Although Bramalea later became part of the city of Brampton during a 1974 amalgamation, the Bramalea City Centre, Brampton's largest mall, retained the name of the original community in which it was built. Mall expansion continued throughout the 1980s and 1990s under Bramalea Limited and Trizec Corporation (under Trilea Centers Inc) ownership and operation, including a northwest wing extension for the present Sears store location. A Holiday Inn, various separate external stores and the Region of Peel office buildings were built within the malls' site boundaries, but were not directly connected to the main mall.

New ownership & renovation[edit]

Construction timeline

1973: Mall and convenience centre opens to the public
1981: Second floor of mall, food court, and public entrances completed
1991: Brampton Transit's Bramalea Transit Centre opened, lower parking lot on south side renovated to provide more spaces, with removal of all buses, and safe walkway to Transit Centre.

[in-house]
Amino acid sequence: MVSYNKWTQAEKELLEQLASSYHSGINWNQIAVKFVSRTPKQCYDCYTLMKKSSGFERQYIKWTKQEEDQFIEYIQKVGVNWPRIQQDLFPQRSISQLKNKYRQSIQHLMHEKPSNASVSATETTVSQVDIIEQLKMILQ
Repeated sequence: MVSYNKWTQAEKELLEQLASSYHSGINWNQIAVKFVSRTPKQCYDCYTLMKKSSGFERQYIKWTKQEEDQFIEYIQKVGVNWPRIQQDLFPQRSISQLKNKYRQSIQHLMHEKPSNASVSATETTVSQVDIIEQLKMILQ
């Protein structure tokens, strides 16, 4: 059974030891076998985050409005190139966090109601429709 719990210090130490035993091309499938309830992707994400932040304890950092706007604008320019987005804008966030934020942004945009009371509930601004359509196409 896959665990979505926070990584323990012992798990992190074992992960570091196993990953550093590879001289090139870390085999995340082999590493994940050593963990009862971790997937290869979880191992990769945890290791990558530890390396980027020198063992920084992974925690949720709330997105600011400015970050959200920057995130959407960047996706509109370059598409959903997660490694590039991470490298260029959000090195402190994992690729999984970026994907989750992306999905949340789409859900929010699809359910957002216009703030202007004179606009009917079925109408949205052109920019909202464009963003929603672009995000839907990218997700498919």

2004: Full renovation of all common areas
2007: Additional renovation of common space; installation of new escalators
2010: Anticipated completion date.

Singer-songwriter Jason Collett commented on Bramalea City Centre's shady side: "The only real culture was at the Bramalea City Centre before they cleaned it up. It was this centre of drug trade for Ontario, because you could fly small planes into Orangeville, so there was this really cool underbelly, interesting and dangerous. But that's not what the suburbs are supposed to be about, so they cleaned it up."[5]

The Bramalea City Centre was acquired by Canadian real estate firm Morguard Investments Limited in 2002.[6]